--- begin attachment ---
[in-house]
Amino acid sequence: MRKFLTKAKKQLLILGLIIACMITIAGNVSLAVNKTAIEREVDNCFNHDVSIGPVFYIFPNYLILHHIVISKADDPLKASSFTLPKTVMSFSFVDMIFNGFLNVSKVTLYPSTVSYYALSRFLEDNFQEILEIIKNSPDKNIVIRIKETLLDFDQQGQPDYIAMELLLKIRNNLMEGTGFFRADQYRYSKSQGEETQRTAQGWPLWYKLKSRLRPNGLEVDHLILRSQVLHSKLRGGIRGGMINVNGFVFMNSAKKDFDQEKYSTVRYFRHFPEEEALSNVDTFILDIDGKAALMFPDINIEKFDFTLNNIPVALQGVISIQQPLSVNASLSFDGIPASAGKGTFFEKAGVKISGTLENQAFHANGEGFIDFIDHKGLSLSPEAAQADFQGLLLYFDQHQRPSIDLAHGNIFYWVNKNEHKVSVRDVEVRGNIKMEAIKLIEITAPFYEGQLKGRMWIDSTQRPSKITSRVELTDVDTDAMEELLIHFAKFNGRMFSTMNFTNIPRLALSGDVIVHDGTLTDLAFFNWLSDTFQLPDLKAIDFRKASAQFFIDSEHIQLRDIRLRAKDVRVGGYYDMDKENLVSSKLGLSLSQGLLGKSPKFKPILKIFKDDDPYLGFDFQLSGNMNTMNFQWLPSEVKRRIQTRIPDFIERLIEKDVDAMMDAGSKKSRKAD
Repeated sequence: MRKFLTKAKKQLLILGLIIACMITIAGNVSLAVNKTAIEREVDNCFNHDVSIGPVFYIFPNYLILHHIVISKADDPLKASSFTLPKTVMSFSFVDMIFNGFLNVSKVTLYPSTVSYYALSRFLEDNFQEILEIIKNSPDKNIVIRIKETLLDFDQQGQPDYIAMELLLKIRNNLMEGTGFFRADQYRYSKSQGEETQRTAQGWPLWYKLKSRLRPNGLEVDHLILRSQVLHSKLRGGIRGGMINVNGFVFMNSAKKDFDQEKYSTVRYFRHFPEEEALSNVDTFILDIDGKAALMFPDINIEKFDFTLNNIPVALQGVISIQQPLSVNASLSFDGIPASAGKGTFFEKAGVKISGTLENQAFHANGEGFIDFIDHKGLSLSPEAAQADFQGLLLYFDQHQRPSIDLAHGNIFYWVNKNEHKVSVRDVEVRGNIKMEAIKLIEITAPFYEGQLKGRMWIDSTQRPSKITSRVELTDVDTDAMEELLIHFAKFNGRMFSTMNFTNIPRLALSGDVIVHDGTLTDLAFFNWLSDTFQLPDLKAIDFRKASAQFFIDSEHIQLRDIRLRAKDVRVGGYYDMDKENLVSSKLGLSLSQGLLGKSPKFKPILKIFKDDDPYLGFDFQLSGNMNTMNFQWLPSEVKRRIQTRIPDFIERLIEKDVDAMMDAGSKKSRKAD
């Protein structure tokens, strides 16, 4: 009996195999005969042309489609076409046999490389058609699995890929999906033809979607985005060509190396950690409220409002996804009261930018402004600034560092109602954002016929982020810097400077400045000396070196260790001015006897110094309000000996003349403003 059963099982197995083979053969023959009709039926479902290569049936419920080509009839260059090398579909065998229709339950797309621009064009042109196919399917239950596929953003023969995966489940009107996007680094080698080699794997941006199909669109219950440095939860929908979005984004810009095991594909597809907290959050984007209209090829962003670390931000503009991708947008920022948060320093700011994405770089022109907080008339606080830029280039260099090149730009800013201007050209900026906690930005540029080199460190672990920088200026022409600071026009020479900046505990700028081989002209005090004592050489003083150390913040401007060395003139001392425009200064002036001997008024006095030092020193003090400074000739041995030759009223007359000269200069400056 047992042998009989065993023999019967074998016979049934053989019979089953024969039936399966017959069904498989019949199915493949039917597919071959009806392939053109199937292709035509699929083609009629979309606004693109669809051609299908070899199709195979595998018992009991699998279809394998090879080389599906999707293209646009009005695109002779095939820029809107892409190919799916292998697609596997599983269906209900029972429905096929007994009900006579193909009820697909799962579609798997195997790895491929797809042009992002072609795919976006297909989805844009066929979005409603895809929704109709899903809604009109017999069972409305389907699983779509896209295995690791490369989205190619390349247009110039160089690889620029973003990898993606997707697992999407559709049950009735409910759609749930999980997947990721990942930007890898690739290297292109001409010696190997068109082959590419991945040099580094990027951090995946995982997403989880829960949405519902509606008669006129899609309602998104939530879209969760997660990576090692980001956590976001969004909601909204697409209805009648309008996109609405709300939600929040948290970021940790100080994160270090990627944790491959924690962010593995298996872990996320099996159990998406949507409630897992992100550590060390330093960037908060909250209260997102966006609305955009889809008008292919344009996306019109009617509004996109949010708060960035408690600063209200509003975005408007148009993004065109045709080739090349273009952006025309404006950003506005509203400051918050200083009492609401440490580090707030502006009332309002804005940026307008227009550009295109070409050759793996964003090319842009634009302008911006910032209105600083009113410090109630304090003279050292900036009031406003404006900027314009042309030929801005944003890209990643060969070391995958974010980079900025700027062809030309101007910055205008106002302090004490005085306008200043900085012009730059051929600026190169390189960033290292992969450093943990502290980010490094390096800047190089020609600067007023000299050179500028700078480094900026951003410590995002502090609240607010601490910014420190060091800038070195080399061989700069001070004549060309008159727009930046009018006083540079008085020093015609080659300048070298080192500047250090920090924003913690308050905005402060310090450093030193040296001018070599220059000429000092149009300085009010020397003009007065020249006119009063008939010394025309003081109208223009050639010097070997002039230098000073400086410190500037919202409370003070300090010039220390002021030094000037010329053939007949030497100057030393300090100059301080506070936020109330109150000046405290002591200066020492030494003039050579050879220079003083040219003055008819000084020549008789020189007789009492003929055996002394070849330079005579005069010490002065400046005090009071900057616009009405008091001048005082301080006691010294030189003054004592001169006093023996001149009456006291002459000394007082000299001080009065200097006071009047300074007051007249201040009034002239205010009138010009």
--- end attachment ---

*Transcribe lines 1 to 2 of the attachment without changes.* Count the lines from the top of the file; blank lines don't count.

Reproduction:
[in-house]
Amino acid sequence: MRKFLTKAKKQLLILGLIIACMITIAGNVSLAVNKTAIEREVDNCFNHDVSIGPVFYIFPNYLILHHIVISKADDPLKASSFTLPKTVMSFSFVDMIFNGFLNVSKVTLYPSTVSYYALSRFLEDNFQEILEIIKNSPDKNIVIRIKETLLDFDQQGQPDYIAMELLLKIRNNLMEGTGFFRADQYRYSKSQGEETQRTAQGWPLWYKLKSRLRPNGLEVDHLILRSQVLHSKLRGGIRGGMINVNGFVFMNSAKKDFDQEKYSTVRYFRHFPEEEALSNVDTFILDIDGKAALMFPDINIEKFDFTLNNIPVALQGVISIQQPLSVNASLSFDGIPASAGKGTFFEKAGVKISGTLENQAFHANGEGFIDFIDHKGLSLSPEAAQADFQGLLLYFDQHQRPSIDLAHGNIFYWVNKNEHKVSVRDVEVRGNIKMEAIKLIEITAPFYEGQLKGRMWIDSTQRPSKITSRVELTDVDTDAMEELLIHFAKFNGRMFSTMNFTNIPRLALSGDVIVHDGTLTDLAFFNWLSDTFQLPDLKAIDFRKASAQFFIDSEHIQLRDIRLRAKDVRVGGYYDMDKENLVSSKLGLSLSQGLLGKSPKFKPILKIFKDDDPYLGFDFQLSGNMNTMNFQWLPSEVKRRIQTRIPDFIERLIEKDVDAMMDAGSKKSRKAD